Are Tomato Cages Necessary? – The Best DIY Tomato Cage Alternative

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You can easily go without tomato cages in your garden. In fact, tomato cages aren’t necessary at all and here is what I use as my tomato cage alternative in my garden. 

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Image with text about alternative to the tomato cage

You do not need tomato cages. This is not a popular opinion, but it is true. Tomato cages are one of the most challenging things in the garden and I set out a few years ago to learn new ways to support and encourage my tomatoes’ growth through the seasons without the use of a tomato cage. Not only will you spend between $5-10 or more if you head this route on tomato cages, but you will be left with a way to store them! I promise there are other alternatives to how you approach the tomato cage or in my case ditch them altogether.

After my own frustration that with every single storm in late August my tomatoes were flopping over all over the tomato companion plants no matter what I did and adding more and more supports, I decided if I was going to grow tomatoes I needed to figure out a different method.

So below I will share:

  • Why You Need to Support Tomatoes
  • Why Tomato Cages Aren’t Necessary
  • My Method for Supporting Tomatoes
  • The Materials You Need for Supporting Your Tomatoes
  • What to do with Extra Tomato Cages

Example of using a stake and weaving to support tomatoes instead of a tomato cage

Why You Need to Support Tomatoes:

Tomatoes need to grow upward. Though they can grow on the ground and actually will create root systems to do this, they are less likely to accrue disease and have issues if you grow them vertically. It also frees up plenty of space in your garden. The other reason is that many of the most harmful pests to tomatoes will come straight out of the garden (hello Hornworm), so by growing them vertically and pruning tomatoes regularly, and then placing tomato companion plants with them, you will be in for a literal treat of a great tomato harvest. Supporting them isn’t just an option it is a necessity in fact.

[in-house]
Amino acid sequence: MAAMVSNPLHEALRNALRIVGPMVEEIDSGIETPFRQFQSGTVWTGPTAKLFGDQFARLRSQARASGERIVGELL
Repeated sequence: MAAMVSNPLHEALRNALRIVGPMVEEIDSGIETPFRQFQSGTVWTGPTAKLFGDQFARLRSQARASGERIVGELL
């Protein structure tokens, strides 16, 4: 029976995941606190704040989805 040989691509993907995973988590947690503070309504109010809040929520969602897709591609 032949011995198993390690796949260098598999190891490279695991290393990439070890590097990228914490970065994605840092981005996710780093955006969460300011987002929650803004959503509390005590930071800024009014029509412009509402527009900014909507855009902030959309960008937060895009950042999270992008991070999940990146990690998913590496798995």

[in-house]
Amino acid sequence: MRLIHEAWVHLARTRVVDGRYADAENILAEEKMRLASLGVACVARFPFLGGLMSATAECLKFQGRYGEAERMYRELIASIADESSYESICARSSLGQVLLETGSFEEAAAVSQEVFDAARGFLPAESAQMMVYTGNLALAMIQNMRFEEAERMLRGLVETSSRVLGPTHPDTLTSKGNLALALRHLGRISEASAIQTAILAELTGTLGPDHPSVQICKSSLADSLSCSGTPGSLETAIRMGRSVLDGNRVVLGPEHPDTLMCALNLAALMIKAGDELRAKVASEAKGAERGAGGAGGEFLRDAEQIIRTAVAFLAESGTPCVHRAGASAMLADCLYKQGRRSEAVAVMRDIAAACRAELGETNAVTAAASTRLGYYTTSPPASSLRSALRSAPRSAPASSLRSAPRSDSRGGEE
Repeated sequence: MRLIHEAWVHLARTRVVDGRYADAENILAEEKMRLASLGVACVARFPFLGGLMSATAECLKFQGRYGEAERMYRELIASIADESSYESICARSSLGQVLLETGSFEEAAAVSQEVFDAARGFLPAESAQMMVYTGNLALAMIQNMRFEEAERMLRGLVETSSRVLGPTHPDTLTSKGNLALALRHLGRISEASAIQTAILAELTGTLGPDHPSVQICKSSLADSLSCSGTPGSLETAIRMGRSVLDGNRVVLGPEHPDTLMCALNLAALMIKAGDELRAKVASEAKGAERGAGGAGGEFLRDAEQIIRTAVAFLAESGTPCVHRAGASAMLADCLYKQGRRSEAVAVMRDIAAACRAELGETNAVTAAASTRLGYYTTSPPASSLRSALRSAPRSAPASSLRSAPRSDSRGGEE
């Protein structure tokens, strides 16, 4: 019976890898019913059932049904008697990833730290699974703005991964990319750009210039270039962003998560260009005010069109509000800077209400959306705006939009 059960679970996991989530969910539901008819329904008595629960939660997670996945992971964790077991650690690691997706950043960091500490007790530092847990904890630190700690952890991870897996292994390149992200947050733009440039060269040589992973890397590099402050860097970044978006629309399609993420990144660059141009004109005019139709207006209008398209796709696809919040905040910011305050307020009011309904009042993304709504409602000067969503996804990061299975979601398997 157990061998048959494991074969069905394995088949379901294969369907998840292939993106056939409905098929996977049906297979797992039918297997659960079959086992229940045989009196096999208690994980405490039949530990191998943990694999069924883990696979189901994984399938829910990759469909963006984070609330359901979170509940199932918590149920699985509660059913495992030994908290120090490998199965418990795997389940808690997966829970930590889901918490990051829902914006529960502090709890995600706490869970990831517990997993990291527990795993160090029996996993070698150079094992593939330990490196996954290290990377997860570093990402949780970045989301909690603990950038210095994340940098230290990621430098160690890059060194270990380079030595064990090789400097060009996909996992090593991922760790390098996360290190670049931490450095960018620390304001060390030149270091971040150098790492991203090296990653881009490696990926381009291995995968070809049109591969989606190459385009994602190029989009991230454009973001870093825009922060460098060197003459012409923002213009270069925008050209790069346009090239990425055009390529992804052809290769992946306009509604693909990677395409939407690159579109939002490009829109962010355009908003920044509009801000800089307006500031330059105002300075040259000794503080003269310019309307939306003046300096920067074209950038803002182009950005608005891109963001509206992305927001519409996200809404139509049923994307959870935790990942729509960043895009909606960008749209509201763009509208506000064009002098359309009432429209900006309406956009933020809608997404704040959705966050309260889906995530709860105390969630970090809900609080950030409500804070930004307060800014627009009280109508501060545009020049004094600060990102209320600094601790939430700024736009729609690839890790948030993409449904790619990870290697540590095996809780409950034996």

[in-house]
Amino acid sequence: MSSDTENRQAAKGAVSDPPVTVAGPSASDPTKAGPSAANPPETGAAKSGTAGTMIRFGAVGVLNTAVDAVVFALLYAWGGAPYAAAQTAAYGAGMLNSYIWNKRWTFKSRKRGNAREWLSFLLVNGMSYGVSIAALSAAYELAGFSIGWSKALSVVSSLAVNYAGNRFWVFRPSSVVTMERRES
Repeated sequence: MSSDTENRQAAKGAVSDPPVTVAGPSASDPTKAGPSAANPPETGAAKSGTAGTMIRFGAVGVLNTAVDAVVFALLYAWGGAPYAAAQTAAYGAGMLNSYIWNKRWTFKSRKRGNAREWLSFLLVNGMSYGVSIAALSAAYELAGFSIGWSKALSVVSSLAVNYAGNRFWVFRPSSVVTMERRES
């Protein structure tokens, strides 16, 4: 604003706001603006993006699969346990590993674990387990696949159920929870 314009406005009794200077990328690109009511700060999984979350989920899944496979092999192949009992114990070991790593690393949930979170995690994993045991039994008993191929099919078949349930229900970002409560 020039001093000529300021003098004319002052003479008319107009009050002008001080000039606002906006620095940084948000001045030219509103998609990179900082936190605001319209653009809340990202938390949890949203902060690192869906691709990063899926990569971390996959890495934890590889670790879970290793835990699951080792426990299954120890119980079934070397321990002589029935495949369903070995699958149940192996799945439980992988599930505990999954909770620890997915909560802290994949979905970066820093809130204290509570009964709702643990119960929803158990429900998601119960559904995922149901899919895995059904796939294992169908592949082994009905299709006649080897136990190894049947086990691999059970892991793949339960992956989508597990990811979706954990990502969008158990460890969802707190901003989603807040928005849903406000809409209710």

Using a stake to support tomatoes through their growth

Why Tomato Cages Aren’t Necessary:

Tomato cages are really challenging to work with. There I said it! They will be flopping over and in need of support by the time your plant is ready for harvesting. I have tried many cages and wasted a ton of money only to be disappointed when a big wind comes along. Sure there are great DIY options out there like this tomato cage alternative, which may work as well but ultimately I find that none of them have worked as well as the method I note below. Not to mention there is the challenge of storing tomato cages. You can skip all of that and if you are wanting to be resourceful even compost some of the materials when you are done.

Example of How to use a tomato cage alternative in your garden

My Easy Method For Supporting Tomatoes:

I use a very simple and low-material method to support and grow my tomatoes vertically. With this method along with regular pruning my tomatoes aren’t just supported, but incredibly productive and easy to harvest. They require minimal maintenance through the growing season besides just some occasional pruning to encourage light and airflow as the plant expands. This method works for both determinate or indeterminate tomatoes.  Here is what I do: